. . . for if they had [understood this], they would not have crucified the Lord of glory
• they just don’t get it
The natural person does not accept the things of the Spirit of God, for they are folly to him, and he is not able to understand them because they are spiritually discerned (v. 14)

Now, we cannot assume this isn’t a problem for us too
– the world we inhabit in our daily lives is the world of human culture
• we live in it like a fish lives in water, often unaware of its presence
• we don’t think that much about culture or its influence,
◦ until we bump into another culture
– the more our minds are absorbed with this fabricated world,
• the thicker the wall between us and God will be
even if our gospel is veiled, it is veiled to those who are perishing. In their case, the god of this world had blinded the minds of the unbelievers (2 Cor. 4:3-4)
◦ do you remember when Jesus said to Peter, Get behind me, Satan! You are a hindrance to me?
◦ why was Peter a hindrance to Jesus?
For you are not setting your mind on the things of God, but on the things of man (Mt. 16:23)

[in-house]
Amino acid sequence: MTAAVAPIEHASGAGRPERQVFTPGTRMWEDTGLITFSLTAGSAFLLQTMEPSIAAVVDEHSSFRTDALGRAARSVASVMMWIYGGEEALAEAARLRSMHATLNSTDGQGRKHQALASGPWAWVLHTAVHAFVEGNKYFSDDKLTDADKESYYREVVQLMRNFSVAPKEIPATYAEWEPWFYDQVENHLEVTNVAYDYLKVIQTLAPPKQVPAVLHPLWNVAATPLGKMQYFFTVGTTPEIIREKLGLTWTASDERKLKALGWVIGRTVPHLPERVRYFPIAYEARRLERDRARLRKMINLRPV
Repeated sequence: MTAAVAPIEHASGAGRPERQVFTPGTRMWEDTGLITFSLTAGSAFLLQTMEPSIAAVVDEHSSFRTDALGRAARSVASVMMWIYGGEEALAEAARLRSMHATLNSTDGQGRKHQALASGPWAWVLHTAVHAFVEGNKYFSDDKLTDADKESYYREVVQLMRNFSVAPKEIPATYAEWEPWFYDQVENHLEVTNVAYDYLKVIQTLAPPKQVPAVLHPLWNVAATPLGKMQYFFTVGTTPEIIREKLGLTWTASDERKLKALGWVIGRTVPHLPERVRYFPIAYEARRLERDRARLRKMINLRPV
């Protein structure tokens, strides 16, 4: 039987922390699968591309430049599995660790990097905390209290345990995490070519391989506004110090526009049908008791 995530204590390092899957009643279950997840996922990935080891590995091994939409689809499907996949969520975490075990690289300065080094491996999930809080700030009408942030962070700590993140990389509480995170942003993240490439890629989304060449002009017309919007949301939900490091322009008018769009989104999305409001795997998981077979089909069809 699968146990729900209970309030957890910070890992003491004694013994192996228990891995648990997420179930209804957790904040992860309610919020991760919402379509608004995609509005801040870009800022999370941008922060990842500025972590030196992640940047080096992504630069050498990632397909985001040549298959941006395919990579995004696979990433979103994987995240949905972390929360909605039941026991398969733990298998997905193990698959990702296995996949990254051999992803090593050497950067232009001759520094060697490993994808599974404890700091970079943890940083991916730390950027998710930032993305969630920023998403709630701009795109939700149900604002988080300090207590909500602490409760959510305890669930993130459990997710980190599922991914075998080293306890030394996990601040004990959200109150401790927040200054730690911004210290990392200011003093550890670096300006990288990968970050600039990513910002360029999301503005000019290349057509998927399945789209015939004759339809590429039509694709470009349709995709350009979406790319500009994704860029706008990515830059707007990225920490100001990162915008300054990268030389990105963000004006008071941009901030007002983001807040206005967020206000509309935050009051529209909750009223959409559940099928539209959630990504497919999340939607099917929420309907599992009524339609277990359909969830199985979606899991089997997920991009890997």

◦ the spirit of the age is a powerful narcotic
• over-exposure to an environment that is exclusively material and human,
◦ a world devoid of God can wreck a person’s faith
◦ it interferes with our awakened experience of God
◦ even a Christian of many years can stop believing in God,
◦ or at least behave as if living in a world where no God existed
Arthur Deikman, “The Sufis made the particular point that most people are ‘asleep,’ because their consciousness is taken up with automatic responses in the service of greed and fear. The brain, thus occupied, is said to be incapable of the special perception whose development is the true destiny and task of human life. Thus, ‘the secret protects itself.’”

The next intriguing phrase: “we impart a secret and hidden wisdom” (v. 7)

Paul is not saying that God unlocks for us the secrets of universe
– or enlightens us to hidden mysteries of supernatural realms
• rather, God makes himself known to our spirit
• we pick up this wisdom through our encounters with God
– some churches teach: “Test your experience by theology”
• I agree, but I would add: “Test your theology by experience”
◦ if your beliefs are ideas you can only think about,
◦ they are somehow flawed